Fall Recruiting for Summer Programs: How Much is Enough? And Has That Changed Over Time?

NALP Bulletin, July/August 2019

As summer programs wind down and fall recruiting begins, the topics of target sizes for the next year's summer program and of how to achieve those targets and desired yields may become subjects of discussion. NALP research has long documented summer program sizes and outcomes, as well as the level of fall recruiting activity for 2Ls and those outcomes, in annual Perspectives on Law Student Recruiting reports. We know, for example, that offer acceptance rates rose to close to or above 40% during the recession, compared to about 30% in more prosperous times. Likewise, recruiting volumes, measured by callback invitations, have fluctuated.

There is an additional question that NALP's research can answer: How many callback interviews are needed to result in one accepted offer for the summer program? This question was most recently explored in an August 2017 NALP Bulletin column, and the answer remains largely the same as reported two years ago: While dipping just slightly over the last two years (from 5.7 to 5.4 callback interviews needed), the number has remained surprisingly steady even as recruiting volumes, acceptance rates, and summer class sizes have varied. As shown in Table 1, which compiles a selection of fall recruiting measures for the 20 most recent recruiting seasons (a period which includes a wide range of economic conditions), the number of callback interviews needed to result in one accepted offer has, with a few exceptions, been in the 5-6 range overall.

Of course, these figures are averages and reflect survey responses for each year across a range of firm sizes, but nonetheless they offer a metric that has been remarkably stable. And although acceptance rates vary by firm size, with the aggregate acceptance rate generally higher at smaller firms, the callback interview ratio in fall 2018 varied only from 5.2 to 5.7, with figures of 5.2 to 5.4 in most firms except at firms of 100 or fewer lawyers (5.7). Regionally, there was much more variability — with firms in the Midwest having the smallest number of callback interviews needed (4.5) compared to 6.1 callback interviews needed in the West/Rocky Mountain region, which had the highest number needed. Information for selected cities is presented in Chart 1. Of those cities with at least ten offices reporting data, Houston had the lowest number of callback interviews needed to result in one accepted offer (4.0) and San Francisco had the highest (6.7).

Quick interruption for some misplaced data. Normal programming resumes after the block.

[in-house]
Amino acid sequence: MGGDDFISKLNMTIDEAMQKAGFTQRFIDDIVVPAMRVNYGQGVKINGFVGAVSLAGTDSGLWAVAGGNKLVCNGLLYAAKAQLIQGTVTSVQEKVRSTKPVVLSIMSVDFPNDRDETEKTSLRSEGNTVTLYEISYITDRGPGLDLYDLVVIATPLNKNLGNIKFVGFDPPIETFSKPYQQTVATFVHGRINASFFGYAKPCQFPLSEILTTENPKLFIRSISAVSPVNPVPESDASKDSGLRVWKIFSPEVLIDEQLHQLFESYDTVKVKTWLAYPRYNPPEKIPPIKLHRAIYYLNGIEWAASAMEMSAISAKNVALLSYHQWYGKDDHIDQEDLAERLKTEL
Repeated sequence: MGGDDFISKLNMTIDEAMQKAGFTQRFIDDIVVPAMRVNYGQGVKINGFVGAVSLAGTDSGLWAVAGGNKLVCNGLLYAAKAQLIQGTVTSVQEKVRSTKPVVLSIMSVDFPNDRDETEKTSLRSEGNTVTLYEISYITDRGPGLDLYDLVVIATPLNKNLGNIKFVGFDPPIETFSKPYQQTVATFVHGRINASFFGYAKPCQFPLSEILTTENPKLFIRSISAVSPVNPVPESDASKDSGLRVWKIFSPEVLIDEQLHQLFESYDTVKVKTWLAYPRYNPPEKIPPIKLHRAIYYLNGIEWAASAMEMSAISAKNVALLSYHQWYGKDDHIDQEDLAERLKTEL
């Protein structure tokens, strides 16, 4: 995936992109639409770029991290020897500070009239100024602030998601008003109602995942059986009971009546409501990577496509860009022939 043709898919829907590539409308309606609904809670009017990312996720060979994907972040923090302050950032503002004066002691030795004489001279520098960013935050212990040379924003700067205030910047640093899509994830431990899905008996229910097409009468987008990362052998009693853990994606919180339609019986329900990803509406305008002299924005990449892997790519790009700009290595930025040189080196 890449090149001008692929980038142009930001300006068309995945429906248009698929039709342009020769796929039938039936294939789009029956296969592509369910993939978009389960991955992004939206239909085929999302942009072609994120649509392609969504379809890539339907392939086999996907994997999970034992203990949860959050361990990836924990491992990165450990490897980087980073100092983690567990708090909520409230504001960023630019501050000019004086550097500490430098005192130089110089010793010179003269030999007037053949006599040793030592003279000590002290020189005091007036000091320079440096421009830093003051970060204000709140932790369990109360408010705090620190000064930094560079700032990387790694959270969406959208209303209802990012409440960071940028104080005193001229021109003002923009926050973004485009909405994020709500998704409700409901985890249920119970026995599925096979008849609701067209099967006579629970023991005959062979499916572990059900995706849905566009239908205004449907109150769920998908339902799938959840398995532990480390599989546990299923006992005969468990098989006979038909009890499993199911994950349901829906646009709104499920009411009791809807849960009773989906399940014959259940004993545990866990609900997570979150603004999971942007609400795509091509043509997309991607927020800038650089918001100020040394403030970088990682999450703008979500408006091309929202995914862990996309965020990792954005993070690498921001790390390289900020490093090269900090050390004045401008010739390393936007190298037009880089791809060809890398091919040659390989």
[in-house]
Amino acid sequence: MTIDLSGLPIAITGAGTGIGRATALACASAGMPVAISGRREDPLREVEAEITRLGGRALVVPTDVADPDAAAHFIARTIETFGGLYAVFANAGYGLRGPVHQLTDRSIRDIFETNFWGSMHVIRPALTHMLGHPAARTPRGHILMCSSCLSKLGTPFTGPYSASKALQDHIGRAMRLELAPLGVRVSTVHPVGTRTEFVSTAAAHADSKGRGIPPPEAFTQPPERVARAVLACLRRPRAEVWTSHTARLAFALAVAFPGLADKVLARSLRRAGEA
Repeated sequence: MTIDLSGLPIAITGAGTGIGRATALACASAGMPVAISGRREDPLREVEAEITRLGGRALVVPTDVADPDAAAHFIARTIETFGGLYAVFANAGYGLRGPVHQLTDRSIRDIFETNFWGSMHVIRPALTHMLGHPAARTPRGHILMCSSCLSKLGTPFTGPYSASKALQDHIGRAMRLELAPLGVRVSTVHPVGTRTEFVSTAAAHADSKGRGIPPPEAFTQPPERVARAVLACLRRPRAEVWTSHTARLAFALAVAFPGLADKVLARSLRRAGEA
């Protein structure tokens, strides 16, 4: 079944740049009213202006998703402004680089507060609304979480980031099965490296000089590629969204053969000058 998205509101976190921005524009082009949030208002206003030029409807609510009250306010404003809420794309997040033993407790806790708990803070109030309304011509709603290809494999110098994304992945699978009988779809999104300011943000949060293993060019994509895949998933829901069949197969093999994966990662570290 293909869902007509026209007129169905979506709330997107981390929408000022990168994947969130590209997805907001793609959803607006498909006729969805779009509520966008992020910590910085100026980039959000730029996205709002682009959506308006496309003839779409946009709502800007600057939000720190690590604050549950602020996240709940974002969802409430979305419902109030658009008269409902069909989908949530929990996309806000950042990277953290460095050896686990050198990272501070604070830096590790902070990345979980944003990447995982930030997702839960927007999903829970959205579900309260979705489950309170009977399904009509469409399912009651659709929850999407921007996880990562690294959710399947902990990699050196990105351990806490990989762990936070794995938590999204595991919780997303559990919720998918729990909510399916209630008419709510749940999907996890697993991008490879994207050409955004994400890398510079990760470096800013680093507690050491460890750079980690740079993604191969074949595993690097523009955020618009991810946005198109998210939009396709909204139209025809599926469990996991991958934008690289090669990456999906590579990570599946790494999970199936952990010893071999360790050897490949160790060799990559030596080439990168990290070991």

As further evidence of the overall stability of this measure, one can compare it to the number of jobs in firms of more than 100 lawyers taken by new graduates — an approximate proxy for the total number of summer associates recruited two years prior — for the class year with the largest such number and more recent classes with a smaller number. For example, Class of 2008 grads took almost 8,500 jobs in firms of this size; during the fall of 2006 when these grads would have been recruited for the summer program, the ratio was 5.7. The Class of 2013 found about 2,400 fewer such jobs, yet during fall 2011 recruiting, the ratio was 5.8. Likewise, the Class of 2017 found about 1,900 fewer such jobs than the Class of 2008, yet during fall 2015 recruiting, the ratio was the same — 5.7.

It may be worthwhile for individual law offices to compare trends over time in their own recruiting ratios — that is, how many callback interviews were required to yield one accepted offer for the summer program. For individual offices the actual number may be higher or lower than the national figures, but if there are significant variations in the ratio year over year or there are interruptions in the pattern, it may be useful to attempt to identify the factors or unique circumstances that caused changes. For example, as noted in student responses and comments from NALP's "Survey for Law Students Who Interviewed with Law Firms for Summer 2019," the people that they met during OCI were very influential on students' final decisions about whether and where to accept and reject summer employment offers. Attempting to identify and address the factors impacting your recruiting ratios can assist in re-stabilizing or even improving your recruitment outcomes.


Table 1. Selected Measures of Fall Recruiting for Summer Programs

Recruiting During Fall: Number of Callback Invitations % of Callback Invitations Accepted % of Offers Accepted # of Callback Interviews Needed to Result in One Accepted Offer
Median Average
2018 35 89 77.0% 34.9% 5.4
2017 39 93 78.5 34.4 5.6
2016 38 94 76.9 33.2 5.7
2015 39 92 77.5 32.7 5.7
2014 35 87 77.2 33.8 5.7
2013 30 74 78.1 35.4 6.0
2012 30 58 79.2 38.2 5.9
2011 33 61 77.5 37.1 5.8
2010 29 57 80.9 40.4 6.2
2009 30 53 83.5 42.8 6.4
2008 40 86 73.9 32.5 6.6
2007 46 93 72.2 29.1 5.7
2006 42 82 72.7 28.8 5.7
2005 48 86 72.3 30.3 5.5
2004 42 82 75.8 31.2 5.7
2003 37 74 77.7 31.4 6.0
2002 33 60 78.5 35.1 5.7
2001 36 66 77.0 34.9 5.6
2000 55 95 73.0 31.0 5.2
1999 53 87 74.7 29.0 5.4

Source: NALP, Perspectives on Law Student Recruiting, 1999-2018, and additional compilations.


Chart 1


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